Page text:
Dr. Jane Goodall is famous for her work with the chimpanzee, but these days she's focused on a problem that affects all animals on earth—climate change.
She came to New York state last month for the International Women's Earth and Climate Summit, where she was part of a series of meetings designed to create a unified women's agenda for action on the issue of global warming.
She met with YES! in her hotel room in Suffern, N.Y, and kept a toy chimpanzee she calls "Mr. H." next to her on the couch the whole time we spoke. What struck me was the conviction of her posture, the humility in her eyes, and her gift for inspiring other people to follow their passion (something she's doing these days through her Roots and Shoots program). She doesn't pretend to have all the answers, but instead seeks to elevate all the people in the world who are part of the answer.
Katrina Rabeler: What was it about the International Women's Earth and Climate Summit that made you want to attend?
Jane Goodall: Because a lot of the people coming I admire greatly and many of them I know—like Vandana Shiva and Sylvia Earle and Mary Robinson and Maria Silva. Traveling around the world, I certainly found that so often it is the women who get it and who want to see change and who want to work for change. And it's also unquestionably true that climate change is harming women and children in many of the developing countries.
Rabeler: Your research has taught us that we're more similar to animals than we like to admit. In creating a better future, should we be embracing our animal side or working against it?
Goodall: It depends. Chimpanzees are so like us. They have a dark side. They can be violent and brutal and even form a kind of primitive war. They also have a loving and altruistic side.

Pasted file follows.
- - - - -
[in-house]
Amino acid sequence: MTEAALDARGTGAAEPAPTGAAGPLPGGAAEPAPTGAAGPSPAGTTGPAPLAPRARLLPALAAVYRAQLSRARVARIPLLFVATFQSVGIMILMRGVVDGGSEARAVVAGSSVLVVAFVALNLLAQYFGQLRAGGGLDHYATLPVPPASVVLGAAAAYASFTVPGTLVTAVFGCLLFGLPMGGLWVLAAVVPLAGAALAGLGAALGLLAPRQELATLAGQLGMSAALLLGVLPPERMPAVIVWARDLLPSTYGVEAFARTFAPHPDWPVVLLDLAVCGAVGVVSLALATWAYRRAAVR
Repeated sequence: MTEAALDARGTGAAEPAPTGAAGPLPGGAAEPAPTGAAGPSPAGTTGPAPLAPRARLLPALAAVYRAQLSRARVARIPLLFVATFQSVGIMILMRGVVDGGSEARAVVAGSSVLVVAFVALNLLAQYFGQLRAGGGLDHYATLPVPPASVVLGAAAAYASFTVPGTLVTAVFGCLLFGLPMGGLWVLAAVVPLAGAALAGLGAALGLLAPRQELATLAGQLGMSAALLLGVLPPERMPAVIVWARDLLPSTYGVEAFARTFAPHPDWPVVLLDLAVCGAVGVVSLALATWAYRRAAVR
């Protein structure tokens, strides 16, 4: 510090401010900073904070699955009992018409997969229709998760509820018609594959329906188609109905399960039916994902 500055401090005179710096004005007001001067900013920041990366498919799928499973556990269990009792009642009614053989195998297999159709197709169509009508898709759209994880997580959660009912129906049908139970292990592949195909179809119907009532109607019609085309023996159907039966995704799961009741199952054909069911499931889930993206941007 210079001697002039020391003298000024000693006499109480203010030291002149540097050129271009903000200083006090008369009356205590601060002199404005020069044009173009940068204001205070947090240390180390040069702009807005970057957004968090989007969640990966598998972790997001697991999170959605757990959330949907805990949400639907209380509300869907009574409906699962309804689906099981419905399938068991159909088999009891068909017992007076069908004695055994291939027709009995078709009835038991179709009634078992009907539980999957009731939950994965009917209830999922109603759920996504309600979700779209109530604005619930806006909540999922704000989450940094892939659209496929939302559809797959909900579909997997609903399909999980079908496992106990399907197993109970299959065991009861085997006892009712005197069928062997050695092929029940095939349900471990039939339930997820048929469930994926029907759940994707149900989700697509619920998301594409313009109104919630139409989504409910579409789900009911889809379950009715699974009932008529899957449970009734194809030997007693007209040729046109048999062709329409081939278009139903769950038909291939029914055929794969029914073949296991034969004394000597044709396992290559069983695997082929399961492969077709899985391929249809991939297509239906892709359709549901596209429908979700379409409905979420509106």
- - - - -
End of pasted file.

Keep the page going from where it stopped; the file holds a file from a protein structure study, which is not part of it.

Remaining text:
Some people will say that we can't help being aggressive and nasty—it's part of our inheritance. But I say that's not true. We're not the same anymore. We have developed an intellect that dwarfs even the brightest chimpanzee, and, more than any other living creature, we have the ability to control our biological instincts and most of what we do.
So there are some aspects of our animal nature that we should treasure and cherish and enhance. And there are others that we should suppress.
Rabeler: One of your most famous observations was that chimpanzees make tools. Have we gone too far or are tools going to be part of the answer?
Goodall: We're going to have to make them [be part of the answer]. We've used them to a devastatingly bad effect. Certainly, one of the tragedies for children is that everything is virtual—they're not out in nature anymore. They're separated from the trees and the grass and the birds.
And a lot of people don't understand what an environment is. They think it's just birds singing in trees. They don't understand that if you're in the inner city, then that's your environment and you need to be out and find out what's there. You'll find all sorts of amazing insects and spiders. That's what we're doing with our Roots and Shoots program. Go and find out about all the biodiversity in your city.
Rabeler: What do you think it will take to bring out the best of our diverse humanity?
Goodall: It takes a change of mindset. You know, we've lost wisdom. We've lost the wisdom of the indigenous people who make decisions based on asking, "How does this affect my people generations ahead?" And now we make decisions based on asking, "How does this affect me and my shareholders now?"
We have to free our governments from this. They're basically owned by multinationals.
Rabeler: What do you hope the outcome of this week's summit will be?
Goodall: Well, we're signing a pledge. I hope the outcome will be to empower women—especially somebody coming from the heart of the Congo forest—to go back to their communities and say "Hey, come on women."
There is a very strong movement out there and we can be part of it and that's hope for the future.